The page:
This particular fear also has the added complication of humility. When we succeed, we must own up that the success wasn’t ours, but God’s. As God’s instruments, we don’t get to take credit, and the world likes credit-taking.

Radical freedom... How do we build that into our faith and into our lives?

We remember the victory of the cross which we celebrate today. Jesus’ love was for God and for us. He put himself and his own comfort last in order of priority, sacrificing himself for our sake. We are called to do likewise.

We remember that Jesus redefined leadership – kingship as the Bible calls it – showing us that true leadership is the way of humility (that is selflessness) and service in the name of God. That's what leads to life.

We remember that the notion that we have any power or authority is in error. God alone possesses power and authority. Isn’t that what Jesus said to Pilate at his trial? Any power or authority we possess is given to us by God and we are stewards of God’s gifts which are to be used for the glory of God and the welfare of God’s people.

We remember that it is God who acts to forgive, heal and renew. We don’t know if Jesus forgave from the cross. We do know that he called upon God to forgive and by doing so, he showed us how to respond to the darkest moments in our lives: calling upon God to act, then waiting while that happens.

Finally, we remember that for Christians, death is truly the gateway to eternal life. Unless we are willing to die to the ideas we cling to about God, about church, about this church, about life; unless we die to our need for control, or certainty, or comfort – we can not have the life Jesus died to give us.

We are a people called to run at full speed into a life of joyful, radical freedom - trusting God without hesitation or reserve, and expecting the impossible to happen – for the glory of God and the welfare of God’s people.

Today, we mark the day of our rebirth; the day we choose to be radically free and open to God’s leading for ourselves and our church. Today, we lay our fears down and look up at the cross, knowing that the only truth that matters happened there.

We are a people forgiven, healed and renewed. Today, we choose to live as if that’s true. Today, this becomes our mantra, our theme.

When we sin (and we will as long as we are incarnate in our bodies) we will repent and return to God, giving up ourselves in obedience to the will of God – as Jesus did on the cross – and opening ourselves to receive the renewal God has waiting for us SO THAT we can be instruments of God’s transforming love in the world, stewards of God’s gifts for the renewal of the whole world.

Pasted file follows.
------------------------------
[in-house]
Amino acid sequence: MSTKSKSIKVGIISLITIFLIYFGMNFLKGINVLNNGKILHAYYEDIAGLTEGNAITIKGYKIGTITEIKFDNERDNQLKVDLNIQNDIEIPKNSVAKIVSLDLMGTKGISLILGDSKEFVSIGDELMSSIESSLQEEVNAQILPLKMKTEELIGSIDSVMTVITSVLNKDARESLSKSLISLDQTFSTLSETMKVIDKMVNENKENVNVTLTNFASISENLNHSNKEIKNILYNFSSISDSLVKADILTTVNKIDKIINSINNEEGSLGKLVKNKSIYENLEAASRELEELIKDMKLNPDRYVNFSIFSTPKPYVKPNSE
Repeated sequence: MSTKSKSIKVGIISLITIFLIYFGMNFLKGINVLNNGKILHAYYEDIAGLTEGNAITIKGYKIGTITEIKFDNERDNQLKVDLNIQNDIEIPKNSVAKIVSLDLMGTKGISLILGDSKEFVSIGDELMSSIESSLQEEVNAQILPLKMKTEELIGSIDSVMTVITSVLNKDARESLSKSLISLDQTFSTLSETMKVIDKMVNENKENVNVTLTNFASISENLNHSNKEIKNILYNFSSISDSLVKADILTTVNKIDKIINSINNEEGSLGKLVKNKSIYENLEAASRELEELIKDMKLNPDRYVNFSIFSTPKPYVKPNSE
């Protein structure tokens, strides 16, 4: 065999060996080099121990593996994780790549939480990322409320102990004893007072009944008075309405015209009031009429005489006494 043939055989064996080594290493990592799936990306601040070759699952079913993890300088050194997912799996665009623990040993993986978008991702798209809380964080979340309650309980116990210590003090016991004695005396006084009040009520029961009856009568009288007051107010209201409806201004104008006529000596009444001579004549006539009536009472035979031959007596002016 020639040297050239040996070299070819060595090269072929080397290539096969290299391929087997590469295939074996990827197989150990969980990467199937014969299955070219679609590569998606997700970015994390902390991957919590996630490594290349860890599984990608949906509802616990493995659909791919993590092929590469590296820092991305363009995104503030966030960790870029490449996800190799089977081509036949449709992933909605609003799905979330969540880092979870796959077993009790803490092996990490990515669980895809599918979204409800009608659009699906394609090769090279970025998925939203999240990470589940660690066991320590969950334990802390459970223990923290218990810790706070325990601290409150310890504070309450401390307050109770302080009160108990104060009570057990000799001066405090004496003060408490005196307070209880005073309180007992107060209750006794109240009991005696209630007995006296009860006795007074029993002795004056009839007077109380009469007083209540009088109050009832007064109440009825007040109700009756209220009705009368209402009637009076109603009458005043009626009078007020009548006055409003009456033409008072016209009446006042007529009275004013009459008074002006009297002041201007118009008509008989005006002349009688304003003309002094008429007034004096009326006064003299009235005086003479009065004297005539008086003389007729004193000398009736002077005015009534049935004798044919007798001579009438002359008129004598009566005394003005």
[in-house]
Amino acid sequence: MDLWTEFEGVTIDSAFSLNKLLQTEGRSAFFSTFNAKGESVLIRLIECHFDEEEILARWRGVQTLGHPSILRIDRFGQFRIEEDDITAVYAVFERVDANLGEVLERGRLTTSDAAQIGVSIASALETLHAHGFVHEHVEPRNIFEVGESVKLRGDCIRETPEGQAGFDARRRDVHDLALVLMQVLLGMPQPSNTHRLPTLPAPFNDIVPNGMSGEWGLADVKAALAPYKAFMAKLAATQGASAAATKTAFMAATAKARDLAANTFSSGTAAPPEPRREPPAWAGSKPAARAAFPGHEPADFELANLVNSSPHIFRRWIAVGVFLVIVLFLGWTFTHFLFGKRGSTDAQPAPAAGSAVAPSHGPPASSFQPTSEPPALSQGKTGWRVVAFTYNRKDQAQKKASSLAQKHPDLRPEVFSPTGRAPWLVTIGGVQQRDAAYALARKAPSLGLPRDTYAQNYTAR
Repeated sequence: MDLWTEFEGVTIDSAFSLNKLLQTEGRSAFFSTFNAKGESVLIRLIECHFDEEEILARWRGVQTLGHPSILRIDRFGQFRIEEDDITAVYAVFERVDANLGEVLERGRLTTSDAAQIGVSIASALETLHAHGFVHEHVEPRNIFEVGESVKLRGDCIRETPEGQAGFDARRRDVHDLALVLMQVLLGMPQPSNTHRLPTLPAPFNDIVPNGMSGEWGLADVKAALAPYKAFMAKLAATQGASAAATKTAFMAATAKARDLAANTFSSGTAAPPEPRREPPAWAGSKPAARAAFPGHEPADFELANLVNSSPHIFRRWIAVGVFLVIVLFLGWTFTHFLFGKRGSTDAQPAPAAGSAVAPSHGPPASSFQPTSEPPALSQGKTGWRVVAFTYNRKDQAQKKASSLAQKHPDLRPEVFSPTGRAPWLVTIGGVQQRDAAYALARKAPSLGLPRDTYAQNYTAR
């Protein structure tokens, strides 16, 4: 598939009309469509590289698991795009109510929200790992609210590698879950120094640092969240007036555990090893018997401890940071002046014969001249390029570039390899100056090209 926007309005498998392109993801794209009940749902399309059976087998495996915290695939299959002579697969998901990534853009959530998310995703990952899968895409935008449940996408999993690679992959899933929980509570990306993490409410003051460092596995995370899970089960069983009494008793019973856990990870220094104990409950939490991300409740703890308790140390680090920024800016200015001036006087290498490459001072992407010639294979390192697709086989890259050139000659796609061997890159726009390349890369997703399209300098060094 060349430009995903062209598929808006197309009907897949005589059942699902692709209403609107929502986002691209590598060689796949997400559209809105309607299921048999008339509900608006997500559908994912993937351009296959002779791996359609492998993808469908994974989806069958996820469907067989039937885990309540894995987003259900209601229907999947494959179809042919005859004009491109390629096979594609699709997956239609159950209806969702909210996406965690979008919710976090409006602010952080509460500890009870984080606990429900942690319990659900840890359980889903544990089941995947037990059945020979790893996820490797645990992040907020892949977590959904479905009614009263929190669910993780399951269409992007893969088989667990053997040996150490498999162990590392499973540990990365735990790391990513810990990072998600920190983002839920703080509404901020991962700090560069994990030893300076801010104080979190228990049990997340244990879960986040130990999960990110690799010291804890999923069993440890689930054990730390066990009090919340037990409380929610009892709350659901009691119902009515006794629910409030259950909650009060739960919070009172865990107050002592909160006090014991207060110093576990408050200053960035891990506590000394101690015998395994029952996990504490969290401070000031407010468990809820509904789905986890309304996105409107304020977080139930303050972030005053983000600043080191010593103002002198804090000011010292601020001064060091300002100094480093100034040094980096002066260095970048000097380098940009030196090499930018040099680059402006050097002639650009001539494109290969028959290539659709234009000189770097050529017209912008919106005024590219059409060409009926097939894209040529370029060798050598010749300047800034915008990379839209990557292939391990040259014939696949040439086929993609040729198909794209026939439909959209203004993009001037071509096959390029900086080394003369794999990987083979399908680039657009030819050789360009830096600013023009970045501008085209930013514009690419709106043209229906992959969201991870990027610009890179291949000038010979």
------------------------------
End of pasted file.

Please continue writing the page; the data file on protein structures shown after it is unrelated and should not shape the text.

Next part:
I’ll close today with the prayer I closed my sermon with last Saturday at convention - and with the same explanation. As you know, I begin my sermons with the sign of the cross in Spanish. I also usually do the peace in Spanish first, then in English. I do this to honor one half of my half-breed identity: my Spanish half. I will close now using a prayer that honors the other half: my Irish half.

It’s the Prayer of St. Brendan and I think it’s relevant to our rebirth:

Lord, I will trust you.
Help me to journey beyond the familiar
and into the unknown.
Give me the faith to leave old ways
and break fresh ground with you.

Christ of the mysteries, I trust you
to be stronger than each storm within me.
I will trust in the darkness and know
that my times, even now, are in your hand.

Tune my spirit to the music of heaven, and somehow
make my obedience count for you.


Monday, November 15, 2010

Meditation for Morning Prayer at Convention

Lectionary: Psalm 133; Isaiah 63:7-9; Acts 20:28-32

En el nombre del Padre, y del Hijo, y del Espiritu Santo. Amen.

It’s been interesting these last few days exploring the concepts of fear and love as presented to us by Dr. Lemler (our featured speaker at convention). As often happens with me, these reflections kept bringing to my mind the words from a song. The song is by Dar Williams, an indy artist, and the phrase that kept running through my mind was: “Go ahead, push your luck, find out how much love the world can hold.” (Album: Green World, Song Title: After All)

Yesterday, the Bishop reminded us that we are "called to leave behind our fears.” To do that, it would help to understand and learn to recognize the many faces of fear. There truly are many faces of fear, but we’ll just look at three of them now.

1. WE FEAR BEING WRONG – which is why we fear what is different from us. How you dress, how you pray, the color of your skin, whom you marry… if you are different from me, which one of us is right? And how can I make you wrong?

2. WE FEAR PAIN AND DISCOMFORT. Ours is a world of quick fixes. Got a headache? Take a pill. Thank God too. I’m glad that I can take a pill when I have a headache! But that isn’t the way of spiritual life… 40 years in the desert… 3 days in the tomb. Christians are called to wait through the discomfort and trust in God who is already working to redeem and whose grace is enough.

3. WE FEAR DYING – which is strange for a people who profess to believe in the resurrection. Still, we fear dying. But as we heard from the Psalmist: “the ordained blessing of the Lord is life evermore.” Life in God, life in the eternal presence of God is the promise for us. But to know this life, we must die to ourselves. We must be willing to lay down whatever “practical atheism” lingers in our lives (as Dr. Lemler said) and trust God.